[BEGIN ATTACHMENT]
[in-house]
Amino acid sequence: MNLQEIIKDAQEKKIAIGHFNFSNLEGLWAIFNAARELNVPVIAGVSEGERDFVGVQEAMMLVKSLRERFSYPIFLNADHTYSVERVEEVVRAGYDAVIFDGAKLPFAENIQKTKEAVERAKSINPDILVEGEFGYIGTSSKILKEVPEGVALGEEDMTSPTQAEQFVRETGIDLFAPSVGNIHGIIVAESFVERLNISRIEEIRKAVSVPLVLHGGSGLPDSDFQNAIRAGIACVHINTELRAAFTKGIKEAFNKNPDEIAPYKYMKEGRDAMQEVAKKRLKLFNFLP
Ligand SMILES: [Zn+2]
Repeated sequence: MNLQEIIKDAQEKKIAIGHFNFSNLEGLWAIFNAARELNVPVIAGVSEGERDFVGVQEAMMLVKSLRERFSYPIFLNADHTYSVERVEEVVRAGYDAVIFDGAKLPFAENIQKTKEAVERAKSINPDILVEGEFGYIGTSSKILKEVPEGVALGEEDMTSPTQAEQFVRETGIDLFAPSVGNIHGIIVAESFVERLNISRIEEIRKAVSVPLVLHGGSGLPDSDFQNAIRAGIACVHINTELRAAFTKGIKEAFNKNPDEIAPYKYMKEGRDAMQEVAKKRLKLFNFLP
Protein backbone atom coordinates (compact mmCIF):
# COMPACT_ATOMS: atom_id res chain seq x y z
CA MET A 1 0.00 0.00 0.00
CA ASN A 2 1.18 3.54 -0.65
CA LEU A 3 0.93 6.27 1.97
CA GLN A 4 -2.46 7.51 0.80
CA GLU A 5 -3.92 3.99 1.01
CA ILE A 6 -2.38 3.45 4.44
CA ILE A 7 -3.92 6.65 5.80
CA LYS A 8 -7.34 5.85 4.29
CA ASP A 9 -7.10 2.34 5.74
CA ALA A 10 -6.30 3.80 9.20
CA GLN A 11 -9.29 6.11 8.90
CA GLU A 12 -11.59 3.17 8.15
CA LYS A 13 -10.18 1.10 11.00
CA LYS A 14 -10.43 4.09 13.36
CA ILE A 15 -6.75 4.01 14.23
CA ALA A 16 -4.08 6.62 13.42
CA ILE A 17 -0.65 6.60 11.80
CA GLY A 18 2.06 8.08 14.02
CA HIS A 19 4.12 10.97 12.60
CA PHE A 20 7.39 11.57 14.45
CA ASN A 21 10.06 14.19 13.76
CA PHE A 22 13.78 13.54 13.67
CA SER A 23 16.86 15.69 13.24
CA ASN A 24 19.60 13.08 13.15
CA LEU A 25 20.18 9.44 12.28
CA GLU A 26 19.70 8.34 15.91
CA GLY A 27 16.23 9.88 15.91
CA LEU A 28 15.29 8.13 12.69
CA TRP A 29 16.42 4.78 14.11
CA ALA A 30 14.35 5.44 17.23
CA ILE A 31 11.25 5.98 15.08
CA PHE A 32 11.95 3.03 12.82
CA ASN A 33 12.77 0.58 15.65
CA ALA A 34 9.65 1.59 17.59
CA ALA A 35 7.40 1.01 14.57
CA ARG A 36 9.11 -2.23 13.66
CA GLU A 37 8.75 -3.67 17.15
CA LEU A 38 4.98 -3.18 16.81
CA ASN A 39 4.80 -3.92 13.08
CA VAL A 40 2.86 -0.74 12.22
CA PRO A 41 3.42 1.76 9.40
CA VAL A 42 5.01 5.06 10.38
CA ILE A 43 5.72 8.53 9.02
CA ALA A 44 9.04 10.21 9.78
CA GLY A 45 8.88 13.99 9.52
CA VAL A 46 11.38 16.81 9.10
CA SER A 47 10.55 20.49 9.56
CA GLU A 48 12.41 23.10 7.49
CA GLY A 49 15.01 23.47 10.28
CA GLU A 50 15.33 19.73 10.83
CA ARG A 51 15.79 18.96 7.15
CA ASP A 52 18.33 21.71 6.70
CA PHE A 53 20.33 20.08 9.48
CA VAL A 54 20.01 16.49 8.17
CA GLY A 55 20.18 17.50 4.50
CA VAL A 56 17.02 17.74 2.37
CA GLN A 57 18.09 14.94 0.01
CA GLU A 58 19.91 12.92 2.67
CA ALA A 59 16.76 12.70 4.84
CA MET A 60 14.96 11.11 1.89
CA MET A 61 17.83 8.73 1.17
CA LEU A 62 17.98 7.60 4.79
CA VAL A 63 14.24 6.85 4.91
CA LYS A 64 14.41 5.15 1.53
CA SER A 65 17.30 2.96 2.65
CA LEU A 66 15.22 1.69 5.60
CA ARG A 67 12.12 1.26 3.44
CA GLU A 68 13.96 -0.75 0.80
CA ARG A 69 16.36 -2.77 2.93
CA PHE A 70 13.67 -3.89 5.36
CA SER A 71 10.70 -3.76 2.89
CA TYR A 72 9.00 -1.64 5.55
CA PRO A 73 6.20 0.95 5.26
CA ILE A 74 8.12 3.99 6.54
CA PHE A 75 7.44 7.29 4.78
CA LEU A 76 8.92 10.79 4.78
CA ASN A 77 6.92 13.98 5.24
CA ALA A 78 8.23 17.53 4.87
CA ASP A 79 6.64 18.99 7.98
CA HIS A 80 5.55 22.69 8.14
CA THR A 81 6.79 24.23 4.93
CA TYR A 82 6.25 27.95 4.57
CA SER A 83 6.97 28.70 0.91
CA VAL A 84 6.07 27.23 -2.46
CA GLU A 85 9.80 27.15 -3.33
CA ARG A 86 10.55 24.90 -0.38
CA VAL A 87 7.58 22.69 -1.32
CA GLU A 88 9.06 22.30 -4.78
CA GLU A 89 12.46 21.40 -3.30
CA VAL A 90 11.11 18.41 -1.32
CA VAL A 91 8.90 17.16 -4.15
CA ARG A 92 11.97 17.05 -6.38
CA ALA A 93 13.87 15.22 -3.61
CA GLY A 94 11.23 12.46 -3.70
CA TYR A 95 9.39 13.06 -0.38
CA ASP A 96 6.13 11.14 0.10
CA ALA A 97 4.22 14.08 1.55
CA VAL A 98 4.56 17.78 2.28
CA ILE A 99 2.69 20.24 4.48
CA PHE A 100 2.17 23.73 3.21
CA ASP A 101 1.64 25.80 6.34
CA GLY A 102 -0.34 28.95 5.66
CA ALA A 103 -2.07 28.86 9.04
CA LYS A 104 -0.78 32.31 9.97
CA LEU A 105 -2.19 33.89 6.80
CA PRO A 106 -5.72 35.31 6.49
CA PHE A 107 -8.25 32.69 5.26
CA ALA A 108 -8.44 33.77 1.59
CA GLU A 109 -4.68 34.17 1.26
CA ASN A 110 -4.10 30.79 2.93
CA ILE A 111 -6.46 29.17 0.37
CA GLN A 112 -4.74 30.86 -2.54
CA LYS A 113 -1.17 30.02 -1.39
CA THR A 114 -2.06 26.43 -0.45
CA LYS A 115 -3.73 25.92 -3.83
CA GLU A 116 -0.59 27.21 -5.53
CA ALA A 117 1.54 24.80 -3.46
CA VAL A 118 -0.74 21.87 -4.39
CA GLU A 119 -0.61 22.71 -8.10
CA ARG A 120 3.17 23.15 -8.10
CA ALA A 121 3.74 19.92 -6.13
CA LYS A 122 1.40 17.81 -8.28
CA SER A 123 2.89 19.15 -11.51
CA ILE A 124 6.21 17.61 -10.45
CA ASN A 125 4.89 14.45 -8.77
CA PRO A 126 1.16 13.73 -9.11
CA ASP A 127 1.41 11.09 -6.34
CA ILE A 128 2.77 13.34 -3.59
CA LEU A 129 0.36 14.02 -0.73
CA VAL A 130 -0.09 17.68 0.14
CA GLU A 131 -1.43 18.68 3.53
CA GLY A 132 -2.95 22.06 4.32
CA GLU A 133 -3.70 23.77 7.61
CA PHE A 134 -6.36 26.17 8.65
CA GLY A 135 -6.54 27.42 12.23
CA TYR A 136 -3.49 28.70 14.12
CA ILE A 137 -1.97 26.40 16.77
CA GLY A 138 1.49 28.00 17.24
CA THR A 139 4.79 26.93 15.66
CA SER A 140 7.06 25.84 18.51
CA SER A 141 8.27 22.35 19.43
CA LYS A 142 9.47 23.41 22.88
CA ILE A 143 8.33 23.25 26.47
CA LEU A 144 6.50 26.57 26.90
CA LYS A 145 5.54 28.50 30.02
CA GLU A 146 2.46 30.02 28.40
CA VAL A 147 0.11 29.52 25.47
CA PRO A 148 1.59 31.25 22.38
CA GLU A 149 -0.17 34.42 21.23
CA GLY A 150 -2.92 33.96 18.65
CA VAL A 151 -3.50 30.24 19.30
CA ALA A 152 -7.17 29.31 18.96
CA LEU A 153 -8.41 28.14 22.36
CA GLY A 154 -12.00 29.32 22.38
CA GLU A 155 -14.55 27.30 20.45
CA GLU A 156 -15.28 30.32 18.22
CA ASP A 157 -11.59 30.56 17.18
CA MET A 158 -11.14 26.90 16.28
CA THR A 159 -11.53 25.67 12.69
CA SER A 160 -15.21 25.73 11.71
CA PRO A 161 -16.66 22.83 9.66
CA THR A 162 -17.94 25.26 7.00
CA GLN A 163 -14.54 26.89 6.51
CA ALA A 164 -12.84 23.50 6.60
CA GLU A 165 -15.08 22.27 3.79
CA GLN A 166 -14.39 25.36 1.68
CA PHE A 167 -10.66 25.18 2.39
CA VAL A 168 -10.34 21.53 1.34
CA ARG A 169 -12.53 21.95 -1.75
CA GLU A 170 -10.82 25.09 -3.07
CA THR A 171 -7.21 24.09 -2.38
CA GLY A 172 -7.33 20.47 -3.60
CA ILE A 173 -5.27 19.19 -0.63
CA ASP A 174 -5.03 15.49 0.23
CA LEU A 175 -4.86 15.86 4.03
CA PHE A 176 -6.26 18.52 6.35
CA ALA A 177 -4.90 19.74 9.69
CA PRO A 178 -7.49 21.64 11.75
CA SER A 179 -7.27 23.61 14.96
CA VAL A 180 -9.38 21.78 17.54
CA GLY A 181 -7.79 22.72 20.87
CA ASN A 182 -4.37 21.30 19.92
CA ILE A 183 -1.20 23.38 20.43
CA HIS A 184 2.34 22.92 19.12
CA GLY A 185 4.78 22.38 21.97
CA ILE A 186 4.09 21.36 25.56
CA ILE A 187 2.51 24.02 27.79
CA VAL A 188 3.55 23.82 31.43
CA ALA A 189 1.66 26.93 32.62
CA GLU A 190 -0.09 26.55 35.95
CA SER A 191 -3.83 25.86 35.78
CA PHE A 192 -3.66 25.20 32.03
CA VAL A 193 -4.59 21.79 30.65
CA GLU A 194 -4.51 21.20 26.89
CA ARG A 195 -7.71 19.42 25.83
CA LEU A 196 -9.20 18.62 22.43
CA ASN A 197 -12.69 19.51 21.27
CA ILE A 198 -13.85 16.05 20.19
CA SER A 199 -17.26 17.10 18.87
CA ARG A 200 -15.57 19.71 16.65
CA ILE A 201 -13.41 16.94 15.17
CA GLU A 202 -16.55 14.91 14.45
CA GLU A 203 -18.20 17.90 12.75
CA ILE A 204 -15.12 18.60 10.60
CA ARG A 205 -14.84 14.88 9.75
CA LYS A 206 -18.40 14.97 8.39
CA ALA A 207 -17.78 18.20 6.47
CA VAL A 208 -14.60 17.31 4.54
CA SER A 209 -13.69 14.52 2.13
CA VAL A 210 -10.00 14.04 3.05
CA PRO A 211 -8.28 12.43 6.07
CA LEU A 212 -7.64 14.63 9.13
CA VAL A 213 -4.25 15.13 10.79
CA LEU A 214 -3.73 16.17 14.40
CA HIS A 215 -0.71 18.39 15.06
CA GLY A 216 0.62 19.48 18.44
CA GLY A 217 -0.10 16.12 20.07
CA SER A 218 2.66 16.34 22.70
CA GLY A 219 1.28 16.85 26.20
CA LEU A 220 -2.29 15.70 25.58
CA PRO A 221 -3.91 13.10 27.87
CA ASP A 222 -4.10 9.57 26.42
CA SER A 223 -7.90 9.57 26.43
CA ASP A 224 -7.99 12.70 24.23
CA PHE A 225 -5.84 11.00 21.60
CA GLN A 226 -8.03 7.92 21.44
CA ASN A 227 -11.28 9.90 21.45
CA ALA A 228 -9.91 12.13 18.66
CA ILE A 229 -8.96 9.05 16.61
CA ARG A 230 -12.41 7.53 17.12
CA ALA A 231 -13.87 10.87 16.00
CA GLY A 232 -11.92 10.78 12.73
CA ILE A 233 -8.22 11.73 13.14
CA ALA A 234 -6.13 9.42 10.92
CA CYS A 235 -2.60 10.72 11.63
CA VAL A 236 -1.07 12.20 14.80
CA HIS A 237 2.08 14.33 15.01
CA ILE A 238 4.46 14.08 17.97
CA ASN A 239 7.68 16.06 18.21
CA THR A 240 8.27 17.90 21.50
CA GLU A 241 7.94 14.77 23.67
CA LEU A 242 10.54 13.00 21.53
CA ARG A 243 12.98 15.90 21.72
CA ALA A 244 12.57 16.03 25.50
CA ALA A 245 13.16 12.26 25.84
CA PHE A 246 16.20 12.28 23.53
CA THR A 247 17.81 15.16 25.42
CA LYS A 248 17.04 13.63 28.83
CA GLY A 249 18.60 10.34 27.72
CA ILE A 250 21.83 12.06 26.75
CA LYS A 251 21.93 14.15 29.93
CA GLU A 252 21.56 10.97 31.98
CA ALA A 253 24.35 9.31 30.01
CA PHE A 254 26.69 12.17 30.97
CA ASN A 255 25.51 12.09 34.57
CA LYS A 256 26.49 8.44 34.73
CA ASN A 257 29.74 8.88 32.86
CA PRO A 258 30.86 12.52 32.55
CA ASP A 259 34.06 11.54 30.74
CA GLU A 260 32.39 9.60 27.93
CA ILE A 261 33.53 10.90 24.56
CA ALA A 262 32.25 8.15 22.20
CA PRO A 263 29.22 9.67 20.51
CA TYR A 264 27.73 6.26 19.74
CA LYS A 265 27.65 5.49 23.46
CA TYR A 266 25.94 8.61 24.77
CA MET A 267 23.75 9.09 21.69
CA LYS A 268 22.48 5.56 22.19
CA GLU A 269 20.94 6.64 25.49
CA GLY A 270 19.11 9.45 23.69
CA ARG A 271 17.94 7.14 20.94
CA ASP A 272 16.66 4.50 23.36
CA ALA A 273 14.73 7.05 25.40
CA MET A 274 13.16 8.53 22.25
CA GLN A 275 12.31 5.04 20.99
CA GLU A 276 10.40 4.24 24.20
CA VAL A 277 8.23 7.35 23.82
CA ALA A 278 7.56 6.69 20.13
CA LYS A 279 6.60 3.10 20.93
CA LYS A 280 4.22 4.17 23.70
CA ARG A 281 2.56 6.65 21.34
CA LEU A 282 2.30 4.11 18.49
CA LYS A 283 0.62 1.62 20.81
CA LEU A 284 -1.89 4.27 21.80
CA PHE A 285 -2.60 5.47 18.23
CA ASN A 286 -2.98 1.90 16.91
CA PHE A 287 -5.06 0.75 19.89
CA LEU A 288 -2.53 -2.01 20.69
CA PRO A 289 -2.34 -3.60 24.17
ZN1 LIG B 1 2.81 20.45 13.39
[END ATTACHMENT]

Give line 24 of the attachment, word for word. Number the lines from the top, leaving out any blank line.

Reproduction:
CA GLY A 18 2.06 8.08 14.02